Home / ANTITRUST ENFORCEMENT / THE EUROPEAN COMMISSION LAUNCHES THREE FORMAL INVESTIGATIONS INTOE-COMMERCE PRACTICES

THE EUROPEAN COMMISSION LAUNCHES THREE FORMAL INVESTIGATIONS INTOE-COMMERCE PRACTICES

ecommerce_solution_banner_by_hruthika-d98uaxhIn the press release published on 2 February 2017, the Commission has announced the opening of the formal proceedings that aim to verify the existence of anticompetitive online sales practices concerning consumer electronics, video games and hotel accommodation. The investigations are conducted in the context of Article 101 TFEU that prohibits anti-competitive agreements between companies.

With respect to consumer electronics, Asus, Denon & Marantz, Philips and Pioneer may have violated EU competition law by imposing price restrictions on the online retailers. It implies that such retailers were unable to determine their own prices for consumer electronics products, such as household appliances or notebooks.

The video games geo-blocking investigation focuses on the bilateral agreements concluded between Valve Corporation (the owner of the Steam game distribution platform), and the PC video game publishers, Bandai Namco, Capcom, Focus Home, Koch Media and ZeniMax. The geo-blocking practices consisted in preventing consumers from purchasing PC video games based on their location or country of residence, thereby restricting ‘parallel trade’ within the internal market and reducing cross-border competition.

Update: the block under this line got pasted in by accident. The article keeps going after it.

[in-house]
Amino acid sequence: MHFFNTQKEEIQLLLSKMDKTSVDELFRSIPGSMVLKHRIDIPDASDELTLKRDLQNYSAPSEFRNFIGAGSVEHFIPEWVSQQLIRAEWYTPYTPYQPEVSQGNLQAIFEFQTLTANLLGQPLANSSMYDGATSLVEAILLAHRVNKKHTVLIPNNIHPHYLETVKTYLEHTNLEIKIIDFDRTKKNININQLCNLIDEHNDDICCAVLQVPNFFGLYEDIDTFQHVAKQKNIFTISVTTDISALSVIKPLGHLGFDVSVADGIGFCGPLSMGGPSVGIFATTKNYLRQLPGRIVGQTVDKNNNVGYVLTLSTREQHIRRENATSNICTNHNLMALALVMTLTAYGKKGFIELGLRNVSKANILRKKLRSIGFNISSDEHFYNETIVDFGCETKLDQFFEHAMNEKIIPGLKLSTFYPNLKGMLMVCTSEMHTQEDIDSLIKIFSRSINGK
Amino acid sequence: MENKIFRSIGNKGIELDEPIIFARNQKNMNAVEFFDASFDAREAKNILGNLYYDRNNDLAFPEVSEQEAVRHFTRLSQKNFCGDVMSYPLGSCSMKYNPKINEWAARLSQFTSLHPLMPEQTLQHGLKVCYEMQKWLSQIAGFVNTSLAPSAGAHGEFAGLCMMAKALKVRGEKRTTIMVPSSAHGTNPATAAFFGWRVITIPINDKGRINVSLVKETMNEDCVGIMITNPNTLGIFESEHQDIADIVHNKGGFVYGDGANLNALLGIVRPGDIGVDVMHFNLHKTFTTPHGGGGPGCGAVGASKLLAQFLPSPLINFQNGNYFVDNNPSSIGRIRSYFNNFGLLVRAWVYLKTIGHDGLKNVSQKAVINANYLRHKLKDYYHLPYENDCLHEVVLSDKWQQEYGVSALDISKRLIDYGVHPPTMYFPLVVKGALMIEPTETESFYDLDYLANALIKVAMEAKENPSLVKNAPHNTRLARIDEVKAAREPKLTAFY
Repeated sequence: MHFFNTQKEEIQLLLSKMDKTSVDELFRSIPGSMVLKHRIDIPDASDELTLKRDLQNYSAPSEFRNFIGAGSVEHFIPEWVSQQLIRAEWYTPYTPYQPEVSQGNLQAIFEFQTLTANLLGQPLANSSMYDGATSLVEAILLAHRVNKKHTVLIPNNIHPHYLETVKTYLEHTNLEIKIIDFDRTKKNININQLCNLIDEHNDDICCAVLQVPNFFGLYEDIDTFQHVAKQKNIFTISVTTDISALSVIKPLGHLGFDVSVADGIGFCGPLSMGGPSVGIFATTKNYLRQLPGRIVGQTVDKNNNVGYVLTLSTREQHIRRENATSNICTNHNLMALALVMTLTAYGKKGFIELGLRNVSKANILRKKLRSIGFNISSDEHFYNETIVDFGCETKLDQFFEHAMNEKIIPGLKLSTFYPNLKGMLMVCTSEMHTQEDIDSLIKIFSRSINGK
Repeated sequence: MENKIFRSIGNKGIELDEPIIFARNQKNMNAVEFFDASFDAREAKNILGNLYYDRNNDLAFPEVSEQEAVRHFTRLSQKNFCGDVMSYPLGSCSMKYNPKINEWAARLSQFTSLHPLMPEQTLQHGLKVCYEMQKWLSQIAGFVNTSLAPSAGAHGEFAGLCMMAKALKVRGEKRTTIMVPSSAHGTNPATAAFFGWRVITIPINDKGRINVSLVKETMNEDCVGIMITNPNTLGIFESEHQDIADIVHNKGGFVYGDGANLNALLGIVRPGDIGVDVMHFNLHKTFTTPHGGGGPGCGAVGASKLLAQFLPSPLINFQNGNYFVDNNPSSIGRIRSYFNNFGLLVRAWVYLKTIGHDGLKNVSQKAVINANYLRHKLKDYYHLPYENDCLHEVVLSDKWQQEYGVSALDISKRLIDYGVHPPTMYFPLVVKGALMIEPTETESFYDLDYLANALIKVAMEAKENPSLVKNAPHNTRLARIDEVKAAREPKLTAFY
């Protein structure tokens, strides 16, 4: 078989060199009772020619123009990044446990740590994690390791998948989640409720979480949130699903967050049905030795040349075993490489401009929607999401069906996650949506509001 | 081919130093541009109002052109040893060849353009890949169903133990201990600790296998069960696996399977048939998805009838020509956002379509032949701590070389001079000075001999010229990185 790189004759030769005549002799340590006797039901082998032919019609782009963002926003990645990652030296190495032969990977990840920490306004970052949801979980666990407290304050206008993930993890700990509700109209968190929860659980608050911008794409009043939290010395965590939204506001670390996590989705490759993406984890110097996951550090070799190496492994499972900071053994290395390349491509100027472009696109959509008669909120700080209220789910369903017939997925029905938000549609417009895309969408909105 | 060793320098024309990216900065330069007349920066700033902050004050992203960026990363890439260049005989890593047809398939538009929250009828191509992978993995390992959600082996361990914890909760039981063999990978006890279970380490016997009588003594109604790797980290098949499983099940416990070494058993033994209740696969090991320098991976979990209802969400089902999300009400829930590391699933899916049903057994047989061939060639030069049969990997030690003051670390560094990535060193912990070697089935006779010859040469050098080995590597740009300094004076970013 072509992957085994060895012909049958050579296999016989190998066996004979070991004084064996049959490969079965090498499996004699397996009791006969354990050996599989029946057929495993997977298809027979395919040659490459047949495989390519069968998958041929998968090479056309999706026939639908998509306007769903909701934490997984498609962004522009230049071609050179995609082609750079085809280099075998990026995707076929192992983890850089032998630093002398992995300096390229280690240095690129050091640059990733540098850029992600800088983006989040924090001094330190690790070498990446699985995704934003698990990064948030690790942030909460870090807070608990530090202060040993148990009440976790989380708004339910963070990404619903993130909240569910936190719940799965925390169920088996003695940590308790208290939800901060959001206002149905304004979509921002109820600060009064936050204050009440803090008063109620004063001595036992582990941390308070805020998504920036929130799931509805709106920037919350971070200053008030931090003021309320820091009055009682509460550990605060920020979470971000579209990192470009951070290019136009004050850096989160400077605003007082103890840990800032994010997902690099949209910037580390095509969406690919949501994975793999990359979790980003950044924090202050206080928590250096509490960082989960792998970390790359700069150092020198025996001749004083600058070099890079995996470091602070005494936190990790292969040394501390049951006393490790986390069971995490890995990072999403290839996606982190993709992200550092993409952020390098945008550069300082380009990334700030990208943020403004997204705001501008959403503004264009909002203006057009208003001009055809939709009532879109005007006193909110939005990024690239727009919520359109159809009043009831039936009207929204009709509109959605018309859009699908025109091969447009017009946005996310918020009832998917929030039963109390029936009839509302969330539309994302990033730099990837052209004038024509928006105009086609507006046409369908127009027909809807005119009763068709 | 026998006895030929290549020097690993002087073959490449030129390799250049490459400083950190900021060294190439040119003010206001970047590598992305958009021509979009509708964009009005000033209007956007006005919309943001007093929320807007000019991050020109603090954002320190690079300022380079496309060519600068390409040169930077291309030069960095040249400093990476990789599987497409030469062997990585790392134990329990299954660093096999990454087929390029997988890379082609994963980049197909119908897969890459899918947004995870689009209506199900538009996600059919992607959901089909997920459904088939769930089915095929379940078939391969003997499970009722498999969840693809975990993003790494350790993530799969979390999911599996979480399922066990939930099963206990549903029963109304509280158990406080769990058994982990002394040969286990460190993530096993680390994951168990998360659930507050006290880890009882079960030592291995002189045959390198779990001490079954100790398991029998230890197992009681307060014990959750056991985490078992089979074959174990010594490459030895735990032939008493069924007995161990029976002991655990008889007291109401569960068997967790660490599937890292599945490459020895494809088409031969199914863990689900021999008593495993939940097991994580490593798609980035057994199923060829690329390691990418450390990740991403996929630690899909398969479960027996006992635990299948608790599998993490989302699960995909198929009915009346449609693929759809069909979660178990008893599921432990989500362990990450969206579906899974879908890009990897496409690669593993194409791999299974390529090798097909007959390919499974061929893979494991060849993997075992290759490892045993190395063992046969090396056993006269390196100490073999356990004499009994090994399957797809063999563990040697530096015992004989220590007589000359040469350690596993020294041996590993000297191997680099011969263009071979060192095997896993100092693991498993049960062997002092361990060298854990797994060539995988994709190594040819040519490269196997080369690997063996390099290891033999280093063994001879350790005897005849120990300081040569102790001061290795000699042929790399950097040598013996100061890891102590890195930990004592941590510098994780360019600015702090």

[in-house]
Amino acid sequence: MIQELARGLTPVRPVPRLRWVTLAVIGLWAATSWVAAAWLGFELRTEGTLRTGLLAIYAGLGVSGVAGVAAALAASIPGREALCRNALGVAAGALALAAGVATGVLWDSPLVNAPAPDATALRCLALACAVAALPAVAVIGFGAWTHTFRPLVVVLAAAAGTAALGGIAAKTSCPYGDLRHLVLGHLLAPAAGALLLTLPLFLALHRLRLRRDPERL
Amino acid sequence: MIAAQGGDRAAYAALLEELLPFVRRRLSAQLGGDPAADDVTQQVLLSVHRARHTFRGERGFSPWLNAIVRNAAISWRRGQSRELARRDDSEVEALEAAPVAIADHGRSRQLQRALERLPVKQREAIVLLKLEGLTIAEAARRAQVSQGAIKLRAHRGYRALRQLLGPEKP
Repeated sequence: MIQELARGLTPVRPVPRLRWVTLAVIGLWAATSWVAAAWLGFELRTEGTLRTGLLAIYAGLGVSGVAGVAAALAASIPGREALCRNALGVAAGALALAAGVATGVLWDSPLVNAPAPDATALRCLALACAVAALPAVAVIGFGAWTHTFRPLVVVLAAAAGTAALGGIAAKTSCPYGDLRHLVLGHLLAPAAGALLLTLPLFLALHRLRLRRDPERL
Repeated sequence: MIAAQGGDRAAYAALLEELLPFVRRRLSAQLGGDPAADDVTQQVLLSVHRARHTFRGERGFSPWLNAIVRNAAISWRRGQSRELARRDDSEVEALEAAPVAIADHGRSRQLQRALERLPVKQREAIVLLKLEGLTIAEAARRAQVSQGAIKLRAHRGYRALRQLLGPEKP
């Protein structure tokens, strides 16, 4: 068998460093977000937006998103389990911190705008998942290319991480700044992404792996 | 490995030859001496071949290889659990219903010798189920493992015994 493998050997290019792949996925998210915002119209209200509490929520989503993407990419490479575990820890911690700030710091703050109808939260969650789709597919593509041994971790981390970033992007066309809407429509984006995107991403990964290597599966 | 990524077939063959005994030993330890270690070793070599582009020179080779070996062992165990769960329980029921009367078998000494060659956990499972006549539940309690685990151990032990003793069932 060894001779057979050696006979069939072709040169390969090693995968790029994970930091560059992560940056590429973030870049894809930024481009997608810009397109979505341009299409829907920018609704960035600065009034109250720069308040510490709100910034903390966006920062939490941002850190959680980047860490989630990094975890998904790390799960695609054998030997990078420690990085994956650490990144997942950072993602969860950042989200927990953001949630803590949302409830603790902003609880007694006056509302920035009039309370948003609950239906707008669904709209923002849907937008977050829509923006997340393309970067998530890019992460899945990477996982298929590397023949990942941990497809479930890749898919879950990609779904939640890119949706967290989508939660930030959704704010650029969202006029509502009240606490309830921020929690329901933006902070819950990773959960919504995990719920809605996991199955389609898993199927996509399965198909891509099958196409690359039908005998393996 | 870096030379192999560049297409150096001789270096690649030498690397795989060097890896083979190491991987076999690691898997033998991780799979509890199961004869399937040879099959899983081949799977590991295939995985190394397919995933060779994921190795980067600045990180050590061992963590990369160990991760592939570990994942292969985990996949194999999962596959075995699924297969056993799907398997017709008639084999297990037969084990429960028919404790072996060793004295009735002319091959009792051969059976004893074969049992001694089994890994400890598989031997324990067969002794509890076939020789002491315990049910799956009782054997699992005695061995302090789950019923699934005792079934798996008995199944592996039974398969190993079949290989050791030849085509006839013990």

The third formal proceedings relate to the agreements concluded between the European most significant tour operators (such as Kuoni, REWE, Thomas Cook, TUI) and hotels (Meliá Hotels). The Commission aims to verify whether these agreements contain clauses that discriminate customers on the basis of their location. Such clauses would lead to partitioning of the internal market in that customers would be prevented from “booking hotel accommodation at better conditions offered by tour operators in other Member states simply because of the consumer’s nationality or place of residence”.

The first two investigations are the first following up on the Commission’s e-commerce sector inquiry launched in May 2015.

Source: EC

(Klaudia Majcher)

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